Switching on for the first time was an acceptable experience. I’d wired up using Component and at first the TV (a Samsung 19″ TV / Monitor which does HD, but has no HDMI port, but was sold as HD Ready - another post for another day) didn’t find anything on the input. I pulled out the Scart lead from a Freeview box and got into the menu. This was fine, and allowed for the change through the menu to output “YUV” and change the menu language to English. I then plugged in the Component leads again and all was well.

Flicking through the channels proved a little strange, as the remote control appears to send commands to the Freeview box as well. The channel up button turns on the Freeview box (a £20 model from Asda), which the TV picks up and switches to the Scart input. To continue on I just unplugged the Freeview box from the wall.

There’s a few hundred channels already programmed in for satellites including Astra 1, Hotbird and Turksat. Das Erste is on channel 1, RTL on channel 4 and so on. They’re sort of grouped, with the MDR, ZDF, news and music channels together.

Day-to-day use is fairly good. There’s a rocker switch on the rear of the unit, as well as the standby mode. Changing channels is fairly easy through channel up/down, the EPG or favourite lists. The onscreen menu’s and EPG are about right for a receiver in this price range.

Connections are good - IF loopthrough, RF modulator, Scart, audio l-r, digital audio out, Component and Composite.

The EPG and channel browsing is very nice - and best demonstrated in this video on YouTube.

Viewing rbb via Component

Picture quality is surprisingly good for a cheap receiver like this. Comparing the input via Scart and Component didn’t reveal any huge differences (the TV is pretty good - it never looks pixellated or grainy), but the Component input really shines on news and sport programmes. I’m yet to try it with a film, but expect it to be good too. Another observation to make is that the blacks are far, far cleaner than they are via Scart.

The pros definitely include the Composite output which looks phenomenal, and the quick response when changing channels. There’s a lot of neat features, and overall it’s a good satellite receiver. Another pro is the price - I’ve never seen a DVB-S box with HD output for under £50 in the UK.

The cons unfortunately include the front display and overall feel of the box. The picture on eBay, the literature on the Smart website and even the cardboard box indicate a front display like the one on the Pace box above. Unfortunately it’s more of a segment display, and this is unclear most of the time. The two large red and green LED’s let the front display down, which otherwise looks smart with the hidden buttons. The flap behind which those buttons sit is very difficult to open.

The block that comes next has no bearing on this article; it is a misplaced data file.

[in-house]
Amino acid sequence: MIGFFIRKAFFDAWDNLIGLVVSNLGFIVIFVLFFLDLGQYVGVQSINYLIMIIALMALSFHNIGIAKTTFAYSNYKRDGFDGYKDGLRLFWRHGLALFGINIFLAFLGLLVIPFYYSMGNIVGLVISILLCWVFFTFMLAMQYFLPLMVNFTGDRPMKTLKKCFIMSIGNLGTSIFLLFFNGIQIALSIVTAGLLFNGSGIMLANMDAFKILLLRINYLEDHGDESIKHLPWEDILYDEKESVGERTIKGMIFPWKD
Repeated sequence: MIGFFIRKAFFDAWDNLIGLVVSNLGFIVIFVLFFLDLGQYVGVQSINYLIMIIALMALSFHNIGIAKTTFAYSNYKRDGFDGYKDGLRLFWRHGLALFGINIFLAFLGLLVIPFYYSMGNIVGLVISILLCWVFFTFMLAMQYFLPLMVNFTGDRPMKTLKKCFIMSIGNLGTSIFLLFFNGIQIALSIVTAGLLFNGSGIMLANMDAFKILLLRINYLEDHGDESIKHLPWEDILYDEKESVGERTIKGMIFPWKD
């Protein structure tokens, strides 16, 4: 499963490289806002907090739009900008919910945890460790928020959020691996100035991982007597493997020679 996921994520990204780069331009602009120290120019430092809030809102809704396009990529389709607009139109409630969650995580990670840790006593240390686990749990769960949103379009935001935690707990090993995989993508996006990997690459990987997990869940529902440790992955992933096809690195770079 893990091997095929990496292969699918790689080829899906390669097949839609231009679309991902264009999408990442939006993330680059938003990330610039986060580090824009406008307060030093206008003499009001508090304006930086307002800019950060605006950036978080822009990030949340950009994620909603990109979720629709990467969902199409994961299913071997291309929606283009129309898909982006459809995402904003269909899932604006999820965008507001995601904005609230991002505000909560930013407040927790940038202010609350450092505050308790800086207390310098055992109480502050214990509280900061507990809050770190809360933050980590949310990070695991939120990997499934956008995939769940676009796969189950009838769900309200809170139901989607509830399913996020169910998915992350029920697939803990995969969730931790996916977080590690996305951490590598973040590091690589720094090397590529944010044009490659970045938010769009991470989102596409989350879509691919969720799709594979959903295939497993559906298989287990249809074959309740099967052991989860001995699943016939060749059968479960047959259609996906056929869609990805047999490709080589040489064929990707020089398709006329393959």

Front Display

The front display in use at night

Overall this is a great little box for under £50. I’m a little underwhelmed, but channels like Das Erste and NRJ Hits look excellent through Component. I’m pleased I bought it and would look at spending a few quid (literally) more on the next model up from Smart.

More Photos: Smart Rapido 3 Photoset on Flickr

Freesat has landed, but is it any good?

Inside Dish

For most consumers, I think so.

To provide a little background, satellite signals are either encrypted (part of a pay TV package, or “Free to View” which requires a free, or low cost card to decrypt the signal) or unencrypted (or clear, or “Free to Air”). Applying this to Digital Terrestrial Television (commonly known as Freeview in the UK), you could split BBC ONE, The Hits and Sky News into “Free to Air”, and UK Gold into “Pay TV”.

A while ago all of the UK’s Public Service Broadcasters (PSBs) were “Free to View” on satellite. If you had a Sky subscription, you got them anyway, but if you had Sky equipment and no subscription, you could get a Solus card, which was largely paid for by the BBC. When they removed encryption and went “Free to Air”, they stopped supporting the scheme. Without getting into the whole saga, eventually you couldn’t get a legitimate Free to View card and the only way was to get a cancelled Sky card, or turn to eBay.

In October 2004, Sky introduced Freesat From Sky. The new package was £20 for a FTV card, or £150 for a box, card and installation. A year later, the BBC and ITV announced Freesat, and some time afterwards made their own channels FTA. In the meantime, tens of thousand (if not more) viewers in the UK have been watching FTA television on boxes supplied by neither Sky or Freesat, but manufacturers like Technomate and by using cheap kits from Aldi and Lidl.